McGill wasn't a super hero, he was a man who sometimes had more integrity than those who employed him. He was loyal and would refuse higher cash offers made to him taking only what he'd previously agreed on by whoever had hired him. He was a loner, an enigma and this aided in keeping the series and the characterisation alive and intriguing. The shows could have downbeat endings which was something virtually unheard of back then. Further realistic aspects - he wasn't furnished with a luxury car, exotic locations, grand hotels or a dolly bird on each arm. It was Richard Bradford's astonishing performance in the lead role which was its finest and strongest selling point.
"His name's McGill, with a big M and a big G!"
Richard Bradford trained at the Actors Studio in New York, and although made a few off Broadway and Television appearances, it was his feature film debut under Arthur Penn's direction in 'The Chase' (although his first big screen non speaking role was in 'Something Wild' 1961) which brought him to Lord Lew Grade's attention. He was immediately signed up to play McGill - the chain smoking, suitcase carrying tough guy who would take on even the most dangerous assignments for $500's a week ...plus expenses!
A suitcase is his most important possession. It contains the essentials of everyday living. And McGill may find himself anywhere, anytime. That?s the sort of existence he leads?the existence that provides Richard Bradford with an impelling and unusual starring characterisation for his first television series, ?MAN IN A SUITCASE.?
McGill is no ordinary hero.
He is a discredited American Intelligence agent?unjustly discredited through no fault of his own. His career has been shattered, his reputation ruined, by reason of international intrigue quite beyond his control.
Forced to begin life again, McGill has chosen to continue to use the skills he developed through his years of undercover work. He is a lone wolf, earning his living the dangerous way. Risking his life is part of his business. He doesn?t seek adventure, but the jobs he undertakes bring him face to face with unexpected perils. They entail courage. They call for skill. They need the know-how he has gained in his career in the espionage jungle?know-how applied in fresh spheres. There is nothing of the stereotyped hero about McGill. He is no Robin Hood, no knight on a white charger, but a man earning a living in the only way he knows how, and the world he moves in is tough.
You can?t help liking him, though he doesn?t ask to be liked. Standing alone, as he does, he has the strength and dignity which are also part of the human condition. He can be arrogant and rude, but he believes that what he is doing has something worthwhile about it. He is intolerant of inequality and injustice, and he has a basic honesty.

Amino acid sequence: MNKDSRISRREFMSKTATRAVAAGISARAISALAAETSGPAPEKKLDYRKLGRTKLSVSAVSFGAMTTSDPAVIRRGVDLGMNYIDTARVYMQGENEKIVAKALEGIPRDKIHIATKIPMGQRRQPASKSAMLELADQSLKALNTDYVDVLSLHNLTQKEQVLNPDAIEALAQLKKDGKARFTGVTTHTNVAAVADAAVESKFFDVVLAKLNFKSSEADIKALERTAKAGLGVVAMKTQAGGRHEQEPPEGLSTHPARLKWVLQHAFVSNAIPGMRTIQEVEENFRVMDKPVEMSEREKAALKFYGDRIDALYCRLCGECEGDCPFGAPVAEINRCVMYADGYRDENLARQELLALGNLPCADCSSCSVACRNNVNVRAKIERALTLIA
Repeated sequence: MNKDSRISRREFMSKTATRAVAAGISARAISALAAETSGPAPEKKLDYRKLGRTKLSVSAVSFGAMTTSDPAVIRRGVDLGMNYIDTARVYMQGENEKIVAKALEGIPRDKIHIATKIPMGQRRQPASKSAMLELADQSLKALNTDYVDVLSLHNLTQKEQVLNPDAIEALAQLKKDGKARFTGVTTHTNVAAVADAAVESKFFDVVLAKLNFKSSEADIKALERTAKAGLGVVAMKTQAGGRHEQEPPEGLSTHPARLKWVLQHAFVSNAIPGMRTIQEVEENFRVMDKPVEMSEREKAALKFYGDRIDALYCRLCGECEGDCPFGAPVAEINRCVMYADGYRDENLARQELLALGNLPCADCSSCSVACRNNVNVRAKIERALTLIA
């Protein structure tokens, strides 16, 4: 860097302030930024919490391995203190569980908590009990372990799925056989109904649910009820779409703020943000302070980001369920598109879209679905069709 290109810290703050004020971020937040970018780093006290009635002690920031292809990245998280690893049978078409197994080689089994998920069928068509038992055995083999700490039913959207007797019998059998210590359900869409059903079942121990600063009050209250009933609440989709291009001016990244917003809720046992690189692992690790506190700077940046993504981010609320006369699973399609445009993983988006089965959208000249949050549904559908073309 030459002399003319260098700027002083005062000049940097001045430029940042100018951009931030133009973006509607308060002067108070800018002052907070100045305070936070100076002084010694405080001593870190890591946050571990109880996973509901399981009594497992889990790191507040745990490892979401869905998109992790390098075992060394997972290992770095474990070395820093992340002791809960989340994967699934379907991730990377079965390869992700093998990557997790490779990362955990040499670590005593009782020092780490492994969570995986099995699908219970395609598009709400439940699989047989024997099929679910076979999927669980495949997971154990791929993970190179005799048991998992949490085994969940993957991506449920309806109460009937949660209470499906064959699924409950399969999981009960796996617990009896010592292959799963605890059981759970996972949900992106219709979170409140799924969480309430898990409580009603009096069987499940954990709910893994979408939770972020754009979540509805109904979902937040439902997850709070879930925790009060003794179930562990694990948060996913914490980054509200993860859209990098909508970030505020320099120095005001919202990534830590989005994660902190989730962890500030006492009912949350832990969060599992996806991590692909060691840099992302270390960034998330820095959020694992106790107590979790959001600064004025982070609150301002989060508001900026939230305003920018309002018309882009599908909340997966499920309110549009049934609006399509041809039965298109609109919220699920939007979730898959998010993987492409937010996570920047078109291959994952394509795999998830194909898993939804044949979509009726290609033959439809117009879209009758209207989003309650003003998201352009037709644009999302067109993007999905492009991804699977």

Because of his past, he is vulnerable. There is no protection he can claim. He is cheated of his money, betrayed by his clients, resented or persecuted by the authorities. It?s hard for him to trust anyone after being deliberately sacrificed by the men he himself trusted, men he believed to be his friends.
He is, on his own admission, a bounty hunter. He works for money. If it involves the world of espionage he knows so well, then so much the better?but espionage, as such, is no longer his business. There is no limit to the cases he can and will, undertake. They range the whole compass of human frailties, intrigues and problems. And they cover the world. He travels with nothing but a suitcase, a change of clothing and a gun.
He is as likely to be saving a wrecked marriage as saving a threatened man?s life. McGill is the sort of man who is called when someone is in trouble, real trouble, or wants something done which only McGill could manage.
The idea for the series was suggested by two of Britain?s leading writers, Richard Harris and Dennis Spooner, and the executive script consultant is Stanley R. Greenberg, award-winning American dramatist. The producer is Sidney Cole, and the associate producer is Barry Delmaine. Produced at Pinewood Studios, ?Man in a Suitcase? is distributed throughout the world by ITC.
Above video features scenes from 'The Sitting Pigeon'
MAN IN A SUITCASE THEME (CLIP)
VOCAL VERSION OF MIAS THEME
You hum it and I'll play!
THE ACTOR'S STUDIO, N.Y.
UK FILM POSTER - 'THE CHASE'
RICHARD (DAMON FULLER) ADMINISTERS A BEATING TO BRANDO (SHERIFF CALDER) IN 'THE CHASE'
LORD LEW GRADE
PINEWOOD STUDIOS, ENGLAND WHERE MOST OF THE INTERIOR SCENES FOR THE SERIES WERE FILMED
RICHARD AS McGILL - PUBLICITY SHOT 1
RICHARD AS McGill - PUBLICITY SHOT 2
RICHARD AS McGill - PUBLICITY SHOT 3
RICHARD AS McGill - PUBLICITY SHOT 4
McGill's Hillman Imps
During the series McGill drove a variety of vehicles but favoured his Hillman Imps. The most popular one being a lime green Imp registration FHP 198C. Others he used included a red Imp - FPX 672C, a grey Imp - 109 GXH, a white Singer Chamois - JML 272B and a grey Ford Zodiac EJU 444C. (Images below)
"Gotta get my suitcase and my car... they're all I own"